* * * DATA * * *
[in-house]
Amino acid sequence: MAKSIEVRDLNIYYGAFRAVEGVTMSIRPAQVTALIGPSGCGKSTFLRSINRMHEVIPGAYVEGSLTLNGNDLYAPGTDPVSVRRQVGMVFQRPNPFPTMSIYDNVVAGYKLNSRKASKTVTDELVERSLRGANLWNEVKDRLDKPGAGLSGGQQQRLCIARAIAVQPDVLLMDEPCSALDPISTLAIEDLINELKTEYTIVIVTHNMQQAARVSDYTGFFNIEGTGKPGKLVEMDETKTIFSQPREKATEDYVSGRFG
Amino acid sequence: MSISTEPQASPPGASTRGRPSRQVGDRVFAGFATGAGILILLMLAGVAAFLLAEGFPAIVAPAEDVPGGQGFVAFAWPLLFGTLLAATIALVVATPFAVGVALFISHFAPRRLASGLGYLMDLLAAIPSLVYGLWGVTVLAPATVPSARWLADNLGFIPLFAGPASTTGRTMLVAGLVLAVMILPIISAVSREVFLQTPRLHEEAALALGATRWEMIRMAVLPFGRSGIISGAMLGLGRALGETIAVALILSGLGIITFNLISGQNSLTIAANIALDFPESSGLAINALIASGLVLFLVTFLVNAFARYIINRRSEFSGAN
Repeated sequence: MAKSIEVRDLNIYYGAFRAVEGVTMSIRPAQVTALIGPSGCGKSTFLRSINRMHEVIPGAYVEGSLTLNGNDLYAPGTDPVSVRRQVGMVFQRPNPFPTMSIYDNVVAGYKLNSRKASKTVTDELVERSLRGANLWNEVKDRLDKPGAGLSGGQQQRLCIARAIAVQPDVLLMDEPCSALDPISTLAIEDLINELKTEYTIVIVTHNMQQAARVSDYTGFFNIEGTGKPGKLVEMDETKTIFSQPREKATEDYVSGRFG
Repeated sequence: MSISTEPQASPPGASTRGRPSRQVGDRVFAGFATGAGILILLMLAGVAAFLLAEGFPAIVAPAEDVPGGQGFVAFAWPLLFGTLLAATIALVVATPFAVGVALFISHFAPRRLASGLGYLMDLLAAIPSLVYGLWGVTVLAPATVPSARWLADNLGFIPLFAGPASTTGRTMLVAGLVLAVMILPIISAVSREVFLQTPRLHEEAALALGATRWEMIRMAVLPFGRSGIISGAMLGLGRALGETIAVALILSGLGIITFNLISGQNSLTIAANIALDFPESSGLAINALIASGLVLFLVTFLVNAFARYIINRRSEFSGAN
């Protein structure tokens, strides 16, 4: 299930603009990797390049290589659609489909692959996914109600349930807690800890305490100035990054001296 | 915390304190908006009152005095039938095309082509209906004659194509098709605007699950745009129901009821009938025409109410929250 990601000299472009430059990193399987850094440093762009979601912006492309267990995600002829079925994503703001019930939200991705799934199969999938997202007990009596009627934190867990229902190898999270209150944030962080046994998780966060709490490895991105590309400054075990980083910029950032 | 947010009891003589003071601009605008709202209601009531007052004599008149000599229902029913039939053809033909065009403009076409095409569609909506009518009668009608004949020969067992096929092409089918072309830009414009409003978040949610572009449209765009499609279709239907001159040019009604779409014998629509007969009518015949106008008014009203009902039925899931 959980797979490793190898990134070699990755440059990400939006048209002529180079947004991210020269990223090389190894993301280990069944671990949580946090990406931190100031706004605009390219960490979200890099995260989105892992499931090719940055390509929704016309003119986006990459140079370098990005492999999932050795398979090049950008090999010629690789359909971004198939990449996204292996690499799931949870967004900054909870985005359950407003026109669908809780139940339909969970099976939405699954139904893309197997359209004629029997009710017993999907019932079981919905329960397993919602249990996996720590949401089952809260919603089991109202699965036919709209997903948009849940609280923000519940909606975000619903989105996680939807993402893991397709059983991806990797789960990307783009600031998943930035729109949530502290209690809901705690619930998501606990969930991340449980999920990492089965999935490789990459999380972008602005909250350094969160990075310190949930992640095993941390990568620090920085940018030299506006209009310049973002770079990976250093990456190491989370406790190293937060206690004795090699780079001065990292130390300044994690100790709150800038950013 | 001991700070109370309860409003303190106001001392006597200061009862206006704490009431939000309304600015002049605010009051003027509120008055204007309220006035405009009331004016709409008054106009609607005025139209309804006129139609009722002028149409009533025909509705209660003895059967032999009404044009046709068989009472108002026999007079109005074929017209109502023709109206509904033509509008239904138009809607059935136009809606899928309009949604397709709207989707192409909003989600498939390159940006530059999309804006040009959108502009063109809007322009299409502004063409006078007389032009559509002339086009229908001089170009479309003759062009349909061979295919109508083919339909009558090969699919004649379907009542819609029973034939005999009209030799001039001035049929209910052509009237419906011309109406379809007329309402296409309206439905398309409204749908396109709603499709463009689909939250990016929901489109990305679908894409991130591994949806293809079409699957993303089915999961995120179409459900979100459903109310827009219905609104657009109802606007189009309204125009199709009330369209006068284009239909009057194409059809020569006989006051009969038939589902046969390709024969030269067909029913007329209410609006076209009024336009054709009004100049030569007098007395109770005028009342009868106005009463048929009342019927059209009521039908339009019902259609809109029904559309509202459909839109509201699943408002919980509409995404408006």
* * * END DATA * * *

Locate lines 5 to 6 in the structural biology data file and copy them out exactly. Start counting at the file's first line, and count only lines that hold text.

Repeated sequence: MSISTEPQASPPGASTRGRPSRQVGDRVFAGFATGAGILILLMLAGVAAFLLAEGFPAIVAPAEDVPGGQGFVAFAWPLLFGTLLAATIALVVATPFAVGVALFISHFAPRRLASGLGYLMDLLAAIPSLVYGLWGVTVLAPATVPSARWLADNLGFIPLFAGPASTTGRTMLVAGLVLAVMILPIISAVSREVFLQTPRLHEEAALALGATRWEMIRMAVLPFGRSGIISGAMLGLGRALGETIAVALILSGLGIITFNLISGQNSLTIAANIALDFPESSGLAINALIASGLVLFLVTFLVNAFARYIINRRSEFSGAN
């Protein structure tokens, strides 16, 4: 299930603009990797390049290589659609489909692959996914109600349930807690800890305490100035990054001296 | 915390304190908006009152005095039938095309082509209906004659194509098709605007699950745009129901009821009938025409109410929250 990601000299472009430059990193399987850094440093762009979601912006492309267990995600002829079925994503703001019930939200991705799934199969999938997202007990009596009627934190867990229902190898999270209150944030962080046994998780966060709490490895991105590309400054075990980083910029950032 | 947010009891003589003071601009605008709202209601009531007052004599008149000599229902029913039939053809033909065009403009076409095409569609909506009518009668009608004949020969067992096929092409089918072309830009414009409003978040949610572009449209765009499609279709239907001159040019009604779409014998629509007969009518015949106008008014009203009902039925899931 959980797979490793190898990134070699990755440059990400939006048209002529180079947004991210020269990223090389190894993301280990069944671990949580946090990406931190100031706004605009390219960490979200890099995260989105892992499931090719940055390509929704016309003119986006990459140079370098990005492999999932050795398979090049950008090999010629690789359909971004198939990449996204292996690499799931949870967004900054909870985005359950407003026109669908809780139940339909969970099976939405699954139904893309197997359209004629029997009710017993999907019932079981919905329960397993919602249990996996720590949401089952809260919603089991109202699965036919709209997903948009849940609280923000519940909606975000619903989105996680939807993402893991397709059983991806990797789960990307783009600031998943930035729109949530502290209690809901705690619930998501606990969930991340449980999920990492089965999935490789990459999380972008602005909250350094969160990075310190949930992640095993941390990568620090920085940018030299506006209009310049973002770079990976250093990456190491989370406790190293937060206690004795090699780079001065990292130390300044994690100790709150800038950013 | 001991700070109370309860409003303190106001001392006597200061009862206006704490009431939000309304600015002049605010009051003027509120008055204007309220006035405009009331004016709409008054106009609607005025139209309804006129139609009722002028149409009533025909509705209660003895059967032999009404044009046709068989009472108002026999007079109005074929017209109502023709109206509904033509509008239904138009809607059935136009809606899928309009949604397709709207989707192409909003989600498939390159940006530059999309804006040009959108502009063109809007322009299409502004063409006078007389032009559509002339086009229908001089170009479309003759062009349909061979295919109508083919339909009558090969699919004649379907009542819609029973034939005999009209030799001039001035049929209910052509009237419906011309109406379809007329309402296409309206439905398309409204749908396109709603499709463009689909939250990016929901489109990305679908894409991130591994949806293809079409699957993303089915999961995120179409459900979100459903109310827009219905609104657009109802606007189009309204125009199709009330369209006068284009239909009057194409059809020569006989006051009969038939589902046969390709024969030269067909029913007329209410609006076209009024336009054709009004100049030569007098007395109770005028009342009868106005009463048929009342019927059209009521039908339009019902259609809109029904559309509202459909839109509201699943408002919980509409995404408006």